Don’t Let “Perfect” Be the Enemy of “Good”

We should all strive to do our best, but if we always aim for perfection, we may blow deadlines, annoy colleagues, and miss out on opportunities.

Instead of never being satisfied with “good enough,” talk to others about their standards. What does a good job look like to boss, peers, or client? Let’s seek their feedback on expected results, costs, and timelines rather than trying to meet extremely high standards. Then check in regularly with these colleagues. Don’t wait until the project is finished, build in checkpoints where you share your progress at 50% or 80% done. Your boss or client just might tell you that the work is good enough at that point.

You can also try small experiments where you relax your standards slightly. What happened? Were your worst fears realized? Finally, consider how perfectionism impacts your relationships. Are you setting unrealistic standards for those around you? The need to have it “perfect” will often annoy others, and in extreme cases, drive them away. For their sake — and yours — let’s learn to be satisfied with good enough.

Criticism or Praise…

If you have to criticize someone, then don’t criticize the person, criticize the general approach or criticize that class of activities.

If you have to praise someone, then always try and find the person who is the best example of what you’re praising and then praise that person, specifically.

That way people’s egos and identities, which we all have, don’t work against you, they work for you.

Should You Disagree in a Job Interview?

When you express your honest opinion during an interview, you present yourself as you are, not as who you think the employer wants you to be. But disagreeing with an interviewer isn’t always easy because of the imbalance of power. Navigate the potential downsides by doing a few things before and during the interview.

First, research the company. Is the culture one where people are receptive to new ideas? Are the organization and its founders are known for inclusion and open-mindedness or do they have a slow-moving, legacy mindset? During the meeting, if the interviewer asks a question that gives you pause, resist the urge to answer immediately.

Take time to formulate a thoughtful response. And ask for permission to provide a different viewpoint. Say something like: “I see this differently. May I share my perspective with you?” Of course, follow your gut. If you think disagreeing won’t be well-received, then bite your tongue.

If the interviewer made you uncomfortable — if you felt dismissed or unheard — trust your instincts. When expressing differing opinions isn’t welcomed in an interview, it probably won’t be encouraged once you’re part of the company.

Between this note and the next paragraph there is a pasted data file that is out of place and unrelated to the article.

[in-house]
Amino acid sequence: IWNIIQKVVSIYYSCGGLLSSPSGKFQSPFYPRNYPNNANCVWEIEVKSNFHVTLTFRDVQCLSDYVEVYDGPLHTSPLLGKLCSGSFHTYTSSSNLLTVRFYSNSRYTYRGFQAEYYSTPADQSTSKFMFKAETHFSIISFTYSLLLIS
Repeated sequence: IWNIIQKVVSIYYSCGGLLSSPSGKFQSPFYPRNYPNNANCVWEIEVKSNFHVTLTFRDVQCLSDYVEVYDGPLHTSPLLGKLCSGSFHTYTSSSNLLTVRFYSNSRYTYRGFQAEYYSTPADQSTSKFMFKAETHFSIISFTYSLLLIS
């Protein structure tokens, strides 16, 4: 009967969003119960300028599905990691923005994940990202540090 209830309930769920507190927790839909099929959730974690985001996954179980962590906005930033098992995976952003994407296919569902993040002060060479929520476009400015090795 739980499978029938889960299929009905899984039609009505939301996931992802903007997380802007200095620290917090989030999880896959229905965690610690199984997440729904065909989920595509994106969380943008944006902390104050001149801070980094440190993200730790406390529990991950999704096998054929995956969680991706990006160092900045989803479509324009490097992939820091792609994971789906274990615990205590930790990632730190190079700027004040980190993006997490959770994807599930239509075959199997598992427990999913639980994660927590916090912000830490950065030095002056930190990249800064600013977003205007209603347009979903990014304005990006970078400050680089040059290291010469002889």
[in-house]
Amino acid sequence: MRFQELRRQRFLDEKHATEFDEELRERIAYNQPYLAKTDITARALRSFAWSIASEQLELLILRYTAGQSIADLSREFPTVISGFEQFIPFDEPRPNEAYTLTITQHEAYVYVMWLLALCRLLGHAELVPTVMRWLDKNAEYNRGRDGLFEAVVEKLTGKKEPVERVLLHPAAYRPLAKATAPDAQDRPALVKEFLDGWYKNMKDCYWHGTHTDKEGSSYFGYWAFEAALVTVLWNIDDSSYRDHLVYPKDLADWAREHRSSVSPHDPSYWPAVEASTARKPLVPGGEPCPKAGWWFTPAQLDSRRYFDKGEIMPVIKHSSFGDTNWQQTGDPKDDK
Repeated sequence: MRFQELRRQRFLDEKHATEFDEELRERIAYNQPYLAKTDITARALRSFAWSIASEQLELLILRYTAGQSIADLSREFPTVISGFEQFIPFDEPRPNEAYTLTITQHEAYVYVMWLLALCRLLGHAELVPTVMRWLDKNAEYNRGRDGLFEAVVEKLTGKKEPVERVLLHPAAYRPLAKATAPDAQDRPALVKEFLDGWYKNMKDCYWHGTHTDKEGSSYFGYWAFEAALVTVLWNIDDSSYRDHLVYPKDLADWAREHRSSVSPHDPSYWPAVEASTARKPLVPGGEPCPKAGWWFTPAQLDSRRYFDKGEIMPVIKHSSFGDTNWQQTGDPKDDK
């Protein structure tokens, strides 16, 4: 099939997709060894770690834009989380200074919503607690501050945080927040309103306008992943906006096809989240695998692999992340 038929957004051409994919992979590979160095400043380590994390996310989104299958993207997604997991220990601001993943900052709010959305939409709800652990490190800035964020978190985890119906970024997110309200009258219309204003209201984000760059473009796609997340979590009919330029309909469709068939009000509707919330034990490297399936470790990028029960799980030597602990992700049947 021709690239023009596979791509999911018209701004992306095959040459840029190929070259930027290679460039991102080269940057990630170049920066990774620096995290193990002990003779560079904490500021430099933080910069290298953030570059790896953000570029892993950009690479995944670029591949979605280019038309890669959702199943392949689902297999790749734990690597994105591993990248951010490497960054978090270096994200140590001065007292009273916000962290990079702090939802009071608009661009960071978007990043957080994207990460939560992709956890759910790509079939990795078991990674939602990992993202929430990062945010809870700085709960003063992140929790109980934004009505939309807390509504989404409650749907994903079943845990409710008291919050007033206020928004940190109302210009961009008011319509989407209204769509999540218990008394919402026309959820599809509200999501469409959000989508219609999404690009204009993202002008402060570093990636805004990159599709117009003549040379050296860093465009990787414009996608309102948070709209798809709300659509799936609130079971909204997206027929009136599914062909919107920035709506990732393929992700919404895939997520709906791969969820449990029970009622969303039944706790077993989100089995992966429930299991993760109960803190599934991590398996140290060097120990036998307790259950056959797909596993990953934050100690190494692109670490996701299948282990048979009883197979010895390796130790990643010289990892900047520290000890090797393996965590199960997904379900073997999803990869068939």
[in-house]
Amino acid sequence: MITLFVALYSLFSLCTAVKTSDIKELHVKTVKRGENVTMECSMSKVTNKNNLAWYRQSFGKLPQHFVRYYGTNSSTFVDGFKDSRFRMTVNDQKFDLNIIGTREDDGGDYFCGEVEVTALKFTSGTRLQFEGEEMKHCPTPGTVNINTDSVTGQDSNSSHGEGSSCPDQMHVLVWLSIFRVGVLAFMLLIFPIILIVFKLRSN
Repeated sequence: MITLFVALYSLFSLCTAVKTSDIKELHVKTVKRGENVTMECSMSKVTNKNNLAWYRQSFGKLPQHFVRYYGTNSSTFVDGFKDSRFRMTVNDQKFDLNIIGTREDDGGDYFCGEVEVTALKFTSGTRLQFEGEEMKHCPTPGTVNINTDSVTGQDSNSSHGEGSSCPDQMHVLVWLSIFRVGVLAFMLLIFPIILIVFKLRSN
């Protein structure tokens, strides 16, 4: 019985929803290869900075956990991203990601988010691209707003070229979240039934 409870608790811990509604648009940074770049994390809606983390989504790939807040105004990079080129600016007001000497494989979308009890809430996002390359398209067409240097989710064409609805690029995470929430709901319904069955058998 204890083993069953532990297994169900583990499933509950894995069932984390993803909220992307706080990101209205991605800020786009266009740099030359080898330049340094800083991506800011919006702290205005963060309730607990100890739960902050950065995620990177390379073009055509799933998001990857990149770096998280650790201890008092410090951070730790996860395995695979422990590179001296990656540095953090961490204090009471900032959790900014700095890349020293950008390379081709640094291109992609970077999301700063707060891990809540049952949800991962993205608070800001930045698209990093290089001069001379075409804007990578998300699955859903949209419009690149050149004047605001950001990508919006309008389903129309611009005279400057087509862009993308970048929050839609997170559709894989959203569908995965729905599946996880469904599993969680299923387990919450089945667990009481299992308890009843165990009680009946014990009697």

Busy is a choice, productive is a skill…

Anyone can be busy. All you need to do to feel busy is to try to get two things done at once–or seek to beat a deadline that is stressing you out.

Productivity, on the other hand, has little to do with busy. Productivity requires bringing soft skills (real skills) to the table in service of the generous work you seek to do. Productivity is learned. And productivity takes guts.

Manage expectations…

Delegating work to other people?

The people you are asking to do the work don’t own the business, blog, album, book, piece of art.

They can never love it as much as you because you own it, not them. Their upside is less, so expect a little less.

You will be more successful and productive if you manage expectations better!


Do you want to grow in your career or do you want to be right? The two are mutually exclusive. The need to be proven right in arguments and discussions shuts you out to learning and course correction while you come across as arrogant.

The opposite is your need to grow which makes you open to suggestions, different ideas, and criticism. Some of which will add to your learning while leading to better results.

So, remind yourself each time that you are better off being wrong and learning something new for the future instead of being perceived to be right temporarily.

Inspect what you expect…

As a leader or manager, it’s puzzling and sometimes frustrating “why people do not do as expected”.
Even though we define clear goals and target numbers, it’s still not achieved.
Let’s look at some of the possible reasons & solutions.

#Miss-Communication:- Are we sure that goals and targets are clear to the individual. You should confirm that let’s ask the individual to repeat it in writing if possible. Not that you don’t trust, its just that it’s imperative to understand their clarity.

#How to Achieve? :- “What to Achieve” is clear, but what about the “How part”? Both the manager and the individual should have a fair understanding of how to reach the goal. This should give some confidence level on the achievement of the goal.

#Inspect what you expect:- This is the most critical step, to inspect what you are expecting at regular intervals. Check the status of the plan, where its reached, what are the bottlenecks etc and any glaring problems. Discuss with the individual to understand and help her if possible.

#Postmortem of past failures to learn:- Let’s learn from failures to ensure that in future we do not repeat the mistakes. Ask the individual to do the analysis and comeback with recommendations.

Overall “Inspect what you expect” at regular intervals to guide your team to achieve their goals.